Active 2.0-litre petrol: $29,990 (manual), $31,990 (automatic)
Active 1.7-litre turbo-diesel: $32,590 (manual), $34,590 (automatic)
Elite 2.0-litre petrol: $36,990 (automatic)
Elite 1.7-litre turbo-diesel: $39,590 (automatic)
Premium 2.0-litre petrol: $41,990 (automatic)
Premium 1.7-litre turbo-diesel: $44,590 (automatic)


ABS Brakes: Standard in all models
Automatic Transmission: Optional in Active, standard in Elite and Premium
Cruise Control: Standard in all models
Dual Front Airbags: Standard in all models
Front Side Airbags: Standard in all models
Electronic Stability Program: Standard in all models
Rear Parking Sensors: Standard in Elite and Premium
Reversing Camera: Standard in Premium
USB/Auxiliary Audio Inputs: Standard in all models
Bluetooth: Standard in all models
Steering Wheel Mounted Controls: Standard in all models

Hyundai i40 2.0-litre petrol four-door sedan

Engine: 4-cylinders, 131kW/214Nm
Transmission: 6-speed, FWD
Turning Circle: 10.9 metres
Kerb Mass: 1423-1542 kg
Fuel Tank Capacity: 70 litres
Towing Ability: 700 kg (1500 kg with braked trailer)
Boot Capacity: 505 litres
Thirst: 6.8L/100km
Warranty: five years/unlimited km


Honda Accord Euro
Price: From $31,640
Engine: 2.4-litre 4-cyl 148kW/230Nm
Transmission: 5-speed auto, FWD
Thirst: 8.9L/100km, 91RON



Honda Accord Euro - see other Honda Accord Euro verdicts


Ford Mondeo
Price: From $31,490
Engine: 2.3-litre 4-cylinder, 118kW/208Nm
Transmission: 6-speed auto, FWD
Thirst: 9.5/100Km, 91RON



Ford Mondeo - see other Ford Mondeo verdicts


Kia Optima Si
Price: from $30,490
Engine: 2.4-litre 4-cylinder, 148kW/250Nm
Transmission: 6-speed, sports automatic, front wheel drive
Thirst: 7.9L/100Km, 189 CO2 emissions




Kia Optima Si - see other Kia Optima Si verdicts



Comments on this story

Displaying 3 of 3 comments

  • I have owned my black I40 premiun for about 8 mths now & couldnt be happier. I have the 2ltr petrol & find no problem with the power at all. As Nick has said not ALL the important features are listed IE: the features that help make that final decision to buy one over its competitors,for example the premium has: 18” alloys ,push button start, heated & cooled front seats, heated rear seats, full panoramic sun roof, electric park brake, both front & rear park sensors, hill hold. 7” screen gps & entertainment center, both drivers & passengers electric seats ( drivers with memory ) ,steering adaptive head lights, leather & leatherette seats, dual zone auto air conditioning, paddle shift auto trans auto wipers & auto light sensing head lights, zeon headlights… sure i have missed many of the features but this list far out exceeds those offered by many of its competitors. I will admit that 10yrs ago i wouldnt have crossed the road to look at a Hyundai, but what a difference 10 yrs has made. If you looking to buy a new car have a test drive, dont just listen do those that bag Hyundais & have never driven them, you will be surprised.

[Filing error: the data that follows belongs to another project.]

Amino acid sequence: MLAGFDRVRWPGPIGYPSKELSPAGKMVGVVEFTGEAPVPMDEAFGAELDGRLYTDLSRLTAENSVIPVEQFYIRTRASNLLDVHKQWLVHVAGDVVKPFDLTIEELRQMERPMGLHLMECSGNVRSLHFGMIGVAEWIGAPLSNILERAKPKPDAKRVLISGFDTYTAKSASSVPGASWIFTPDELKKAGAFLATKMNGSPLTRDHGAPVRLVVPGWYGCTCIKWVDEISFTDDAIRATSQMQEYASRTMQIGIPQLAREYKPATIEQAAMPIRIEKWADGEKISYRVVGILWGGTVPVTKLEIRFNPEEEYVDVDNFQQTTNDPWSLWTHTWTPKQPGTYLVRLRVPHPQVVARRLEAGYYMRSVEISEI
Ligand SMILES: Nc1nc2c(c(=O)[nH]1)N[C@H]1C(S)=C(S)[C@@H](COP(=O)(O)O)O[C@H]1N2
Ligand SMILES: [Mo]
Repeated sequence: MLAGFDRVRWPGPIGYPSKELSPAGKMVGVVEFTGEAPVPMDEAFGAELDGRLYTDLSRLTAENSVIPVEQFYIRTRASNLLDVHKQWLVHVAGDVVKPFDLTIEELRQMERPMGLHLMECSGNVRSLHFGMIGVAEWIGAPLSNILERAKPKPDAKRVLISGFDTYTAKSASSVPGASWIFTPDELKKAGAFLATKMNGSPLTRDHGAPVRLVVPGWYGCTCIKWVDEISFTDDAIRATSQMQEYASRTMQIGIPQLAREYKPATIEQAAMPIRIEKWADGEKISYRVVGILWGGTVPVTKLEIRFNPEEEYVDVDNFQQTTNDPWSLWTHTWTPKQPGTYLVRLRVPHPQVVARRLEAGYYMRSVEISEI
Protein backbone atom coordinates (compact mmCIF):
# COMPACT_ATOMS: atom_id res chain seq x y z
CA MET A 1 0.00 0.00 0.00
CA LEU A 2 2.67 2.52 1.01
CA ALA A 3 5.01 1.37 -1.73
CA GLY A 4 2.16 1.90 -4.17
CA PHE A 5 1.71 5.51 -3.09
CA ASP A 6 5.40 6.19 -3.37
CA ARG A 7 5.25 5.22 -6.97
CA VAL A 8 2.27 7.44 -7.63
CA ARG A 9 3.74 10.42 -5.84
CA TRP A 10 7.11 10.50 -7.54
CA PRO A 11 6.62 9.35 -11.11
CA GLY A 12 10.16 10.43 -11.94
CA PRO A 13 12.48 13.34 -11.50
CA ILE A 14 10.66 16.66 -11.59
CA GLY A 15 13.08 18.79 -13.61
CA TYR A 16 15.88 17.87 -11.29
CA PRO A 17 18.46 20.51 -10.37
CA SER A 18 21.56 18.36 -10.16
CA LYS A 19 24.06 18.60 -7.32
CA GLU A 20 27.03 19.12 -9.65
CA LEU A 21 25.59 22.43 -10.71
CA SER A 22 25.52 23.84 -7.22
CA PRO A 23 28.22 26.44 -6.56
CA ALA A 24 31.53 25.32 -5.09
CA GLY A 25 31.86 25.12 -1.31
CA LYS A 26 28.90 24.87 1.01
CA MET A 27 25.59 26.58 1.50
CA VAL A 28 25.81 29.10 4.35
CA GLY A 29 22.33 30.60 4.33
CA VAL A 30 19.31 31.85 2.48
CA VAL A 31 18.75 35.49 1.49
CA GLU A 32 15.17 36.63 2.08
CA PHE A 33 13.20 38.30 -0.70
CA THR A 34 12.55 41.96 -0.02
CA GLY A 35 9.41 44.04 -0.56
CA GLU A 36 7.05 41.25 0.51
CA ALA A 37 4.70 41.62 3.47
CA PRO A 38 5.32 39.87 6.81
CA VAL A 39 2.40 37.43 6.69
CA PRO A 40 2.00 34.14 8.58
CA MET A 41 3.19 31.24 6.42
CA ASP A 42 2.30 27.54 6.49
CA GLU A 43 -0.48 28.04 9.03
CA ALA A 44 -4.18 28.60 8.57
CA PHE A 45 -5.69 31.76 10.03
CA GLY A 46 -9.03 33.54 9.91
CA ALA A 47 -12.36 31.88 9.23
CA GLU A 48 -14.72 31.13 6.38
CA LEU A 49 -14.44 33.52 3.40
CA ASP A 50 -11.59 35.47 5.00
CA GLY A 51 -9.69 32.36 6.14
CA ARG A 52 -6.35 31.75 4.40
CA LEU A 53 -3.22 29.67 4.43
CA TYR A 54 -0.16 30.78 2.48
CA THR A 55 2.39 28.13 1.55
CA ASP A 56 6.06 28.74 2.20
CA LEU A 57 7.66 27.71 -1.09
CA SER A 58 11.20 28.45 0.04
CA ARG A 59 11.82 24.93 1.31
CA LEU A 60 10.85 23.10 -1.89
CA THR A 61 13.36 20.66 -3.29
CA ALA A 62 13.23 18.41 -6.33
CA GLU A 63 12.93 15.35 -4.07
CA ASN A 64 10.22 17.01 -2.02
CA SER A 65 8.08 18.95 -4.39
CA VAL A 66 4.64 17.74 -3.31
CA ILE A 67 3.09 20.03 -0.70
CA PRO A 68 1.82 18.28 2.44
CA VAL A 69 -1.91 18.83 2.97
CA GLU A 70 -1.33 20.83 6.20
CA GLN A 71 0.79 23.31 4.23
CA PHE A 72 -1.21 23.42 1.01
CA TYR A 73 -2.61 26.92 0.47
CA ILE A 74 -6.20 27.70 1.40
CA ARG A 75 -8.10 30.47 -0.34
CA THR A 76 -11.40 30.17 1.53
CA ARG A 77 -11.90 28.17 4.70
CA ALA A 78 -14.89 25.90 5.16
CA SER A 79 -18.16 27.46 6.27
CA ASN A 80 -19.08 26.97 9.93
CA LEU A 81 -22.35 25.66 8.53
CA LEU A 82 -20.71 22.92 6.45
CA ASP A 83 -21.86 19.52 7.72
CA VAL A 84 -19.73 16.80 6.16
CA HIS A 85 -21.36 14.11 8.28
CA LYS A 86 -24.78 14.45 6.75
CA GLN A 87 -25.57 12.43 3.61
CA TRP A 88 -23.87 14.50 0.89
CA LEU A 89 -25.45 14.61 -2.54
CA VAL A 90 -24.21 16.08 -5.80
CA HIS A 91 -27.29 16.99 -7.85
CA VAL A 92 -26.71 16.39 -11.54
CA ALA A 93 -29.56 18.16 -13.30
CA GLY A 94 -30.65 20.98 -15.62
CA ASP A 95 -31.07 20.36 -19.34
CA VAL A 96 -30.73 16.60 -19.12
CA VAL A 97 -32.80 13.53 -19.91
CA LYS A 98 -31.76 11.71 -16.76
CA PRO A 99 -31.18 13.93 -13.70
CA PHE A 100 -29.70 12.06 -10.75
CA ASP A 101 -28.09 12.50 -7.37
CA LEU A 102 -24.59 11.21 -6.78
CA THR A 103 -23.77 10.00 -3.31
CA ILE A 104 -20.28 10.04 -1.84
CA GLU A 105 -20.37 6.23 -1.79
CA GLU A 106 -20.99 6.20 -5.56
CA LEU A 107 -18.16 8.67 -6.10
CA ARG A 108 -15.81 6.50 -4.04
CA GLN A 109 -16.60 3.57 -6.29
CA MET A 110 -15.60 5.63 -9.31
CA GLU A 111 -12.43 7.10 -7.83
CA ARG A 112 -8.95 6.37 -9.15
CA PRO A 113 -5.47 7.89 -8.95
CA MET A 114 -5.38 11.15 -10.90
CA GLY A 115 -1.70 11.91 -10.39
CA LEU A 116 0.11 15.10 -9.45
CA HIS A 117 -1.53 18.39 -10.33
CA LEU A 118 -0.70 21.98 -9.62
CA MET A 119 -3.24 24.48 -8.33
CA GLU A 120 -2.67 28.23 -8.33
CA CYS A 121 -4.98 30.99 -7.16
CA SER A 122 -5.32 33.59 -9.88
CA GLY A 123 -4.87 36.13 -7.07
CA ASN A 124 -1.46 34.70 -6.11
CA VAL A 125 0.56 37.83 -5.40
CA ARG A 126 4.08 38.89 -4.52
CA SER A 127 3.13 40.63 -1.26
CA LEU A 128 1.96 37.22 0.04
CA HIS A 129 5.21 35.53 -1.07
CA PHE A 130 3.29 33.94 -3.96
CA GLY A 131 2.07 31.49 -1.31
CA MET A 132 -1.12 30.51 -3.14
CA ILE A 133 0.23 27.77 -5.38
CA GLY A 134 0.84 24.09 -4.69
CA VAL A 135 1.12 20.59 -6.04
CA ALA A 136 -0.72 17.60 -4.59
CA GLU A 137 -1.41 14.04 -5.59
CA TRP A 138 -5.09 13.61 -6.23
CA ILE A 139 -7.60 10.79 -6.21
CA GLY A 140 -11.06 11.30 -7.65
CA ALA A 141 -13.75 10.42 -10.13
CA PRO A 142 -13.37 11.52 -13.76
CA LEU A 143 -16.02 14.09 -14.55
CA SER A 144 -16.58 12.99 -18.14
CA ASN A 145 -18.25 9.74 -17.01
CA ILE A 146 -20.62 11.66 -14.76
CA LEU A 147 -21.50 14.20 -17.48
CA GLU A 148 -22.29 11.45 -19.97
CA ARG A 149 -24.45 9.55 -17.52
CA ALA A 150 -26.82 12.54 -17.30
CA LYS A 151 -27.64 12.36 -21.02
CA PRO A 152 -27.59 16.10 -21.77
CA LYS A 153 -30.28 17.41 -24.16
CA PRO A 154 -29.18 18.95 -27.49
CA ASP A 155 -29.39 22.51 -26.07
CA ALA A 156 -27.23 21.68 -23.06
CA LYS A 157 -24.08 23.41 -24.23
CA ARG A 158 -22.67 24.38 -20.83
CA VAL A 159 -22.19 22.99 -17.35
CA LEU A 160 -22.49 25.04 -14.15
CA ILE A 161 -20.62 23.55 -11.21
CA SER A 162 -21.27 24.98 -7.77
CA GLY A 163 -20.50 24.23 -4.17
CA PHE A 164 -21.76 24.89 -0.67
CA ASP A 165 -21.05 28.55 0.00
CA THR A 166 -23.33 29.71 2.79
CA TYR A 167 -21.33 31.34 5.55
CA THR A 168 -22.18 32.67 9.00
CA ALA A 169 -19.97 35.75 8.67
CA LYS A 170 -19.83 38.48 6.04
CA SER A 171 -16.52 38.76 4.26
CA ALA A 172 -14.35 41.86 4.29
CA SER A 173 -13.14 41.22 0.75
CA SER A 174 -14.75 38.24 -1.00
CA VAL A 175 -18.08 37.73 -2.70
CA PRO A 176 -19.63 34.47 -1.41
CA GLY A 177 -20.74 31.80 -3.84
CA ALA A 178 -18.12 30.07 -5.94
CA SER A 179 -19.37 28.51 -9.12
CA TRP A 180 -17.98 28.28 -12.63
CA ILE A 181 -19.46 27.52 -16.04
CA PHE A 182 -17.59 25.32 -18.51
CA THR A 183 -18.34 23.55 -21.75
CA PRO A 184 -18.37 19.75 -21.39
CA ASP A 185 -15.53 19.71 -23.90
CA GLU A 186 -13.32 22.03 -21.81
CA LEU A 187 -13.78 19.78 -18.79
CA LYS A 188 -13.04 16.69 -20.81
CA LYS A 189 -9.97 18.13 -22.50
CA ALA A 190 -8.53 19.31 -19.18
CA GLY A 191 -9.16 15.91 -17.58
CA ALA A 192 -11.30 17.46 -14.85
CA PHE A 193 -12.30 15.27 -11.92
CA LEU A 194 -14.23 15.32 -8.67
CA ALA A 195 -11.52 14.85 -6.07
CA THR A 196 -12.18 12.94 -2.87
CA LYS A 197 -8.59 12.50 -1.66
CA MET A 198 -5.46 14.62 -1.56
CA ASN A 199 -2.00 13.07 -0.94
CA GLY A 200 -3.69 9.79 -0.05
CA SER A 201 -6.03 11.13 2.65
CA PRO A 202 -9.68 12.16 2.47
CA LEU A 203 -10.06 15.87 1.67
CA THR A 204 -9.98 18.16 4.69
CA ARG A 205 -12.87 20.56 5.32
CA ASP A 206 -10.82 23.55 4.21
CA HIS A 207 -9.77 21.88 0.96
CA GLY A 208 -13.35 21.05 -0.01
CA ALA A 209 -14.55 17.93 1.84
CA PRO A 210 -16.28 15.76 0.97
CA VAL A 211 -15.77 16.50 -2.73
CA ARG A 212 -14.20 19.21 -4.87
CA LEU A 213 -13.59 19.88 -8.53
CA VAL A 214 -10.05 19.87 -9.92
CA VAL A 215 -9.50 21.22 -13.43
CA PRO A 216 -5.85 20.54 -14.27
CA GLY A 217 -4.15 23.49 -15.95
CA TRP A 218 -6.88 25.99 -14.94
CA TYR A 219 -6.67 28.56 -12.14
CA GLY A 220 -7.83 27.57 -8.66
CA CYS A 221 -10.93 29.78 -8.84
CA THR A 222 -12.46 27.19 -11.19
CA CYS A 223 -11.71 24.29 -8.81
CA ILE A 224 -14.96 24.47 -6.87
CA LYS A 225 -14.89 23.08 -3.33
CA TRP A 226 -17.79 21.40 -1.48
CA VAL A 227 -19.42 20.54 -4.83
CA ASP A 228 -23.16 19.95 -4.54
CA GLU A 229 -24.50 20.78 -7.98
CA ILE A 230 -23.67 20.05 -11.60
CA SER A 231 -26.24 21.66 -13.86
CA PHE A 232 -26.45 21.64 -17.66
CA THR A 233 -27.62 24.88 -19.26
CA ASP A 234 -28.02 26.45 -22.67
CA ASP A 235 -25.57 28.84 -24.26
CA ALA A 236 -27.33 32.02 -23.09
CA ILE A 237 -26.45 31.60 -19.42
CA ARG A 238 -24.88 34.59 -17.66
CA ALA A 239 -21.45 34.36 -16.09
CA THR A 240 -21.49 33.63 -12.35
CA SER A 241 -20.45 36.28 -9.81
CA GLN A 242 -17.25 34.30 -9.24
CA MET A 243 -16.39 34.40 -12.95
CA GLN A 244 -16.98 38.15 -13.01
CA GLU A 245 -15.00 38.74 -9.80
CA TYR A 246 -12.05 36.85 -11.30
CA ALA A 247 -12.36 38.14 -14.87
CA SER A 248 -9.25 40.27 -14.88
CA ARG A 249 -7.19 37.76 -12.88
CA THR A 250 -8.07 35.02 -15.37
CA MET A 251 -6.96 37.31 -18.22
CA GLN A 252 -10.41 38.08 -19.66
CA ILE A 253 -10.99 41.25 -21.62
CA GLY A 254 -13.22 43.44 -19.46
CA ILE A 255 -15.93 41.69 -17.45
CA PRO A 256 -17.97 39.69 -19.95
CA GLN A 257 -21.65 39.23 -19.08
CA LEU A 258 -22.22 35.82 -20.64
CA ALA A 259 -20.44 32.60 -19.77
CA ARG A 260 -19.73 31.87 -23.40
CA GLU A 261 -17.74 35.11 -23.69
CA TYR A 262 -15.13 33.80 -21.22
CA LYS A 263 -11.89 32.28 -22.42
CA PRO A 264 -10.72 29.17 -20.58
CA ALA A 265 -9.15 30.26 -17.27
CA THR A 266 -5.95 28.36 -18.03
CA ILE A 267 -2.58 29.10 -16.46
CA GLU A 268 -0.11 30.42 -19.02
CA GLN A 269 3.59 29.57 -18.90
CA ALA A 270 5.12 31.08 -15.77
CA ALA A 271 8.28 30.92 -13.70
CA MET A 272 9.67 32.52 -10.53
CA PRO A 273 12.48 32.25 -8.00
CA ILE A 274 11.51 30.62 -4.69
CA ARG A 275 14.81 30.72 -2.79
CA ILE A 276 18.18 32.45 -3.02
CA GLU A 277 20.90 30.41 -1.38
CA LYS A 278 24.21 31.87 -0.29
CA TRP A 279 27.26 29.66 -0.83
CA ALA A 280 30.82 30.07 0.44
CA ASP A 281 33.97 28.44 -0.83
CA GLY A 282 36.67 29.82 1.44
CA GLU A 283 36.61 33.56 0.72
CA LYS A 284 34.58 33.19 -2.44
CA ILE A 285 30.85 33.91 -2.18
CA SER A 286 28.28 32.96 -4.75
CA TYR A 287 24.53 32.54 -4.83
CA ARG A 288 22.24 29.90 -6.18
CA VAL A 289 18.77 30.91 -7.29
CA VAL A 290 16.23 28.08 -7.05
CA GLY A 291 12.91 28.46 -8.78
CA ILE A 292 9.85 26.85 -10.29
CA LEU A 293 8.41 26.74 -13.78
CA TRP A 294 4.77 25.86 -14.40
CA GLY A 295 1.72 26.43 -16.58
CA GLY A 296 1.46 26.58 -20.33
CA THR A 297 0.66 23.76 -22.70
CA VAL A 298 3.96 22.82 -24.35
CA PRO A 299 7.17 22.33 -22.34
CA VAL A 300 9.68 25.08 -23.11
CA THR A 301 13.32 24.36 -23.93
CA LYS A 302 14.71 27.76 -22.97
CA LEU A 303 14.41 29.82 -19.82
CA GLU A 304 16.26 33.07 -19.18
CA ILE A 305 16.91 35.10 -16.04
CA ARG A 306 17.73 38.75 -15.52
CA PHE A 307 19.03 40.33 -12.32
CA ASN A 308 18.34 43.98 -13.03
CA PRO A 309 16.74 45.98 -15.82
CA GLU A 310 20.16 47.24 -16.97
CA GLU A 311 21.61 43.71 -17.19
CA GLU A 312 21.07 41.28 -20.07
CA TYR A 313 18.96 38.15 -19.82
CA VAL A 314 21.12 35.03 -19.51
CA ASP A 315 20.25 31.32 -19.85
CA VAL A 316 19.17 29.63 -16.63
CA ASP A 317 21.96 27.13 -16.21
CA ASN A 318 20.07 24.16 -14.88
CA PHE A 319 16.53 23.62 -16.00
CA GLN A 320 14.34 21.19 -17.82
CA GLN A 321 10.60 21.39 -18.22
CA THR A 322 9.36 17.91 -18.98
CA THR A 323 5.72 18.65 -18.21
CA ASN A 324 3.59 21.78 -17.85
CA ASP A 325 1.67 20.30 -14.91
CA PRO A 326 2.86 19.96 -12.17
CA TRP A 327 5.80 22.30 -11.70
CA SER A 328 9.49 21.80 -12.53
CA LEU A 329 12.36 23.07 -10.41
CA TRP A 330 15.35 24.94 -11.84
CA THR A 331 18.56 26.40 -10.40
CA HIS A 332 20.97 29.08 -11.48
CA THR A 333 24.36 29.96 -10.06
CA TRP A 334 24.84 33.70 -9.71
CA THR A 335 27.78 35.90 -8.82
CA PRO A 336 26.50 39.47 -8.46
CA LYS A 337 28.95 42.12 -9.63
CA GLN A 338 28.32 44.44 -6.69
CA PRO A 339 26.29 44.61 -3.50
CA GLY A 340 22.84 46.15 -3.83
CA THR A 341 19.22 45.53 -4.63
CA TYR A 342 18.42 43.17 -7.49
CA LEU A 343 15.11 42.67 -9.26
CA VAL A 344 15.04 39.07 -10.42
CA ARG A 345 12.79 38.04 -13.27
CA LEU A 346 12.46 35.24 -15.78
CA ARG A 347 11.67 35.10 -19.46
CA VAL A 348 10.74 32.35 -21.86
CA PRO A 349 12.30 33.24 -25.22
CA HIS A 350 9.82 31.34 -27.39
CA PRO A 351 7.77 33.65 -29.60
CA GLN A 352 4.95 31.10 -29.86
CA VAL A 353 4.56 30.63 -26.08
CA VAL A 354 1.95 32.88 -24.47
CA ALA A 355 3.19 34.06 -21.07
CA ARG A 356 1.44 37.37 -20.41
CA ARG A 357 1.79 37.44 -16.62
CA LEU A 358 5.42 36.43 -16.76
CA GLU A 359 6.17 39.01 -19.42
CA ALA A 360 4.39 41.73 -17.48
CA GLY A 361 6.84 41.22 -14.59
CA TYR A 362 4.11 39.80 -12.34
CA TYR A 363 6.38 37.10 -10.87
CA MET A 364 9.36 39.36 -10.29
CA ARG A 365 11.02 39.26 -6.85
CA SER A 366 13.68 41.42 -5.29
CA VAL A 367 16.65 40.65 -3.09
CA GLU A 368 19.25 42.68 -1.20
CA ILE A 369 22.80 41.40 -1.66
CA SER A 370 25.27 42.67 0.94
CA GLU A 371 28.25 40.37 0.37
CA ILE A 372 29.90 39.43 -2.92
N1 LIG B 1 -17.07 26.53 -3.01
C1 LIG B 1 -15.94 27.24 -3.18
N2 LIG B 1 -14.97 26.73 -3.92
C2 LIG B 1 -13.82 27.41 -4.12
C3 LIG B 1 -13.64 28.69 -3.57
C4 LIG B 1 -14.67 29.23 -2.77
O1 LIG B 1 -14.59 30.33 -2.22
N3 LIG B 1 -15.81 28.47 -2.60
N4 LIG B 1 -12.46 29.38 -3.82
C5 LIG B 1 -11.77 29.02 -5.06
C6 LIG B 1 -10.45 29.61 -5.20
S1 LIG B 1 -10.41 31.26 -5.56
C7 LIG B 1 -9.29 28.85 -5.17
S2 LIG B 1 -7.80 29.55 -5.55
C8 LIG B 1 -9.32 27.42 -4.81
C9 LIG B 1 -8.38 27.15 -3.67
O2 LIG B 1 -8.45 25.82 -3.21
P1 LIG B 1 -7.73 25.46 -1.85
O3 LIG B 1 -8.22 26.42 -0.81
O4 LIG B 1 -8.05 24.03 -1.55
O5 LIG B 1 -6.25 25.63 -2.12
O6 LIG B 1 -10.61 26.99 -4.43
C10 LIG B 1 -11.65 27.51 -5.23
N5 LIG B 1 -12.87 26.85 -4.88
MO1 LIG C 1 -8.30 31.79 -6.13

Stormy of SA Posted on 21 April 2013 10:36am
  • You’re kidding of course with your fuel consumption.  Almost nevr et below 10 l/100km and just got a 12.6 for a 25 km trip in traffic.  Hyundai caught out telling porkies on fuel consumption….again?

    Grumpy Posted on 13 February 2013 8:12pm
  • This would have to be the poorest most amateur review I have ever read on a car. Its like you’ve read us the brochure. Not even that, because you haven’t even listed the many features that this car has. I feel sorry for Hyundai as I believe they have done a fantastic job on this car and this guy makes it sound like a second hand XF Falcon taxi. Back to the classroom for you to learn how to review a car properly buddy. Poor review. Fantastic car. Well done Hyundai

    Nick, all the important features ARE listed, under the section headed Features. Ed

    Nick of WA Posted on 07 November 2012 2:31am